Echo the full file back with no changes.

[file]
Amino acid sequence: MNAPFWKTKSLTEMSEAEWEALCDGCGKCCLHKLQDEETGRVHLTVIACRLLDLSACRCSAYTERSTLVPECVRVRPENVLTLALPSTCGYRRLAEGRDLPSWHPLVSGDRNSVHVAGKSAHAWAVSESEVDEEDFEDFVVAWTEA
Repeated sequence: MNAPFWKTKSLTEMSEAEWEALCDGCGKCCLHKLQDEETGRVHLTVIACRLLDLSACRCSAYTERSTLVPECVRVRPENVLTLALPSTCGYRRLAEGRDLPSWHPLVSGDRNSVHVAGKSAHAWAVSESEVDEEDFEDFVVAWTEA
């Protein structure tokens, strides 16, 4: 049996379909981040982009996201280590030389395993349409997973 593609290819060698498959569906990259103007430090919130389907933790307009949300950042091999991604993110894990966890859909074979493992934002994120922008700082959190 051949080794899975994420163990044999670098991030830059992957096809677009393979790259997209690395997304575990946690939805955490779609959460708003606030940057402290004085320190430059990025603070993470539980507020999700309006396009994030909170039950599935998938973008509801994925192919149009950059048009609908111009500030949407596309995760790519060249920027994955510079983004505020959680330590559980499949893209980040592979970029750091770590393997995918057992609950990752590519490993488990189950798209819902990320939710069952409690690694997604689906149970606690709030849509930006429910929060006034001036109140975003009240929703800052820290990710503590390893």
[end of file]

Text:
Amino acid sequence: MNAPFWKTKSLTEMSEAEWEALCDGCGKCCLHKLQDEETGRVHLTVIACRLLDLSACRCSAYTERSTLVPECVRVRPENVLTLALPSTCGYRRLAEGRDLPSWHPLVSGDRNSVHVAGKSAHAWAVSESEVDEEDFEDFVVAWTEA
Repeated sequence: MNAPFWKTKSLTEMSEAEWEALCDGCGKCCLHKLQDEETGRVHLTVIACRLLDLSACRCSAYTERSTLVPECVRVRPENVLTLALPSTCGYRRLAEGRDLPSWHPLVSGDRNSVHVAGKSAHAWAVSESEVDEEDFEDFVVAWTEA
């Protein structure tokens, strides 16, 4: 049996379909981040982009996201280590030389395993349409997973 593609290819060698498959569906990259103007430090919130389907933790307009949300950042091999991604993110894990966890859909074979493992934002994120922008700082959190 051949080794899975994420163990044999670098991030830059992957096809677009393979790259997209690395997304575990946690939805955490779609959460708003606030940057402290004085320190430059990025603070993470539980507020999700309006396009994030909170039950599935998938973008509801994925192919149009950059048009609908111009500030949407596309995760790519060249920027994955510079983004505020959680330590559980499949893209980040592979970029750091770590393997995918057992609950990752590519490993488990189950798209819902990320939710069952409690690694997604689906149970606690709030849509930006429910929060006034001036109140975003009240929703800052820290990710503590390893």